Learning disabilities that can affect reading are more prevelant than people think. Becoming aware of the warning signs of learning disabilities and getting children the necessary help early on can be key to a child’s future.

The earlier a learning disability is detected, the better chance a child will have of succeeding in school and in life. Parents are encouraged to understand the warning signs of a learning disability from as early as preschool. The first years in school are especially crucial for a young child.


Dyslexia is not a disease to have and to be cured of, but a way of thinking and learning. Often it’s a gifted mind waiting to be found and taught.

Girard Sagmiller, “Dyslexia My Life”


Dyslexia is difficulty in the use and processing of linguistic and symbolic codes, alphabetic letters representing speech sounds or numeric representing numbers or quantities. It can affect spoken language, written language and language comprehension. Dyslexia is the most-common learning disability, affecting nearly 10 percent of the population, despite intelligence, motivation, and education. While not the result of neurological damage, it is the product of neurological development. Dyslexia commonly runs in families and varies from mild to severe. Children don’t outgrow dyslexia, and adults with dyslexia suffer emotionally and financially because of it.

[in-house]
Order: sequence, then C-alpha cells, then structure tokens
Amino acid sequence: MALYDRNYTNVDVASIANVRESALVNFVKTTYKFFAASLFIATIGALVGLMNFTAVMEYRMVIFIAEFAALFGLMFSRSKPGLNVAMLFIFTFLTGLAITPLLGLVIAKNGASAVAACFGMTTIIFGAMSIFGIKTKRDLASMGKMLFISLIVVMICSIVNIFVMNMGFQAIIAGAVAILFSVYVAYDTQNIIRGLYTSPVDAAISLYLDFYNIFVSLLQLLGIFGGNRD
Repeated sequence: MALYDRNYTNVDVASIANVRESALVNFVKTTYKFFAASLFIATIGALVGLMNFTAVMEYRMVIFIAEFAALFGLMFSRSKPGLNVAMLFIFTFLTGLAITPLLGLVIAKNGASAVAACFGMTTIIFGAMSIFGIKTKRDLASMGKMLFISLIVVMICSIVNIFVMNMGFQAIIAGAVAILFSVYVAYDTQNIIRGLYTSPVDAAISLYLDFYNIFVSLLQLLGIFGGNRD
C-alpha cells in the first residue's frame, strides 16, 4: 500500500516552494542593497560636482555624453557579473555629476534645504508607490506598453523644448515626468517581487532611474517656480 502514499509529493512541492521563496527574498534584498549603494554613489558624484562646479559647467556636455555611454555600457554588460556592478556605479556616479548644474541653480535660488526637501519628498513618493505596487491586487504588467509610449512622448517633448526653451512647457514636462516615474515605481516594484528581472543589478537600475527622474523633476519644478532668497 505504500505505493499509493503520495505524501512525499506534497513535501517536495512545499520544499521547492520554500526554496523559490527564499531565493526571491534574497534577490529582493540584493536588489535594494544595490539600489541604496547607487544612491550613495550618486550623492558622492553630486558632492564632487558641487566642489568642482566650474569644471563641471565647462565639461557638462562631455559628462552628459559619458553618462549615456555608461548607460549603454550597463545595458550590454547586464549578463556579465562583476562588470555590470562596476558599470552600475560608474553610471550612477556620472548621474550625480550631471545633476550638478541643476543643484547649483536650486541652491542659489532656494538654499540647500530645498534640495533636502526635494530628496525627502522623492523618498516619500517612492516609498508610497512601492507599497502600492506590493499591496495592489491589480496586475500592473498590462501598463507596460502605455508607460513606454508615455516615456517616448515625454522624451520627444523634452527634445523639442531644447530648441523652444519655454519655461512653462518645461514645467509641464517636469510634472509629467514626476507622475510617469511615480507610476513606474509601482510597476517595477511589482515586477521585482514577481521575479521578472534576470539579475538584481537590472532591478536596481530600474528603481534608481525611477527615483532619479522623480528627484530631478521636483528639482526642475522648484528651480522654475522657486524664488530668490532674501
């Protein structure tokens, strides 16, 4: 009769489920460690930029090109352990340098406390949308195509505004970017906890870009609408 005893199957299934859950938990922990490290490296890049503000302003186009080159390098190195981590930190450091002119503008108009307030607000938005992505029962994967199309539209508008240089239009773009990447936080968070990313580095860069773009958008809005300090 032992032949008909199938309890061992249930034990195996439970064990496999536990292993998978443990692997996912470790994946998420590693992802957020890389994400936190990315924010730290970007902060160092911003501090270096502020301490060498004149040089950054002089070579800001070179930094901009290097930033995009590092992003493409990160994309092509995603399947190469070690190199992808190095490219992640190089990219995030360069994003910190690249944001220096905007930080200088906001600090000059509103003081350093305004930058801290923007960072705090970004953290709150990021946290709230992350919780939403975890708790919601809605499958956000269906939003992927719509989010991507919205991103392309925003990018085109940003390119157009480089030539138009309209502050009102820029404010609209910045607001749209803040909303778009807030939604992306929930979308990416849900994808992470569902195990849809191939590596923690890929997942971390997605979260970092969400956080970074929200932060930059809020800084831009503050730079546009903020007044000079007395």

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  • Very slow progress in acquiring reading skills
  • The lack of a strategy to read new words
  • Trouble reading unknown (new, unfamiliar) words that must be sounded out; making wild stabs or guesses at reading a word; failure to systematically sound out words
  • The inability to read small “function” words such as that, an, in
  • Stumbling on reading multi-syllabic words, or the failure to come close to sounding out the full word
  • Omitting parts of words when reading; the failure to decode parts within a word,as if someone had chewed a hole in the middle of the word, such as conible for convertible
  • A terrific fear of reading out loud; the avoidance of oral reading
  • Oral reading filled with substitutions, omissions, and mispronunciations
  • Oral reading that is choppy and labored, not smooth or fluent
  • Oral reading that lacks inflection and sounds like the reading of a foreign language
  • A reliance on context to discern the meaning of what is read
  • A better ability to understand words in context than to read isolated single words
  • Disproportionately poor performance on multiple-choice tests
  • The inability to finish tests on time
  • The substitution of words with the same meaning for words in the text he can’t pronounce, such as car for automobile
  • Disastrous spelling, with words not resembling true spelling (some spellings may be missed by spell check)
  • Trouble reading mathematical word problems
  • Reading that is very slow and tiring
  • Homework that never seems to end,or with parents often recruited as readers
  • Messy handwriting despite what maybe an excellent facility at word processing-nimble fingers
  • Extreme difficulty learninga foreign language
  • A lack of enjoyment in reading, and the avoidance of reading books or even a sentence
  • The avoidance of reading for pleasure, which seems too exhausting
  • Reading whose accuracy improves over time, though it continues to lack fluency and is laborious
  • Lowered self-esteem, with pain that is not always visible to others
  • A history of reading, spelling, and foreign-language problems in family members

Source: The E-book: Everything you need to know about learning disorders

You can buy the entire e-book here.

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Adam Gustavsson

Adam founded IcanRead and is passionate about helping dyslexic children succeed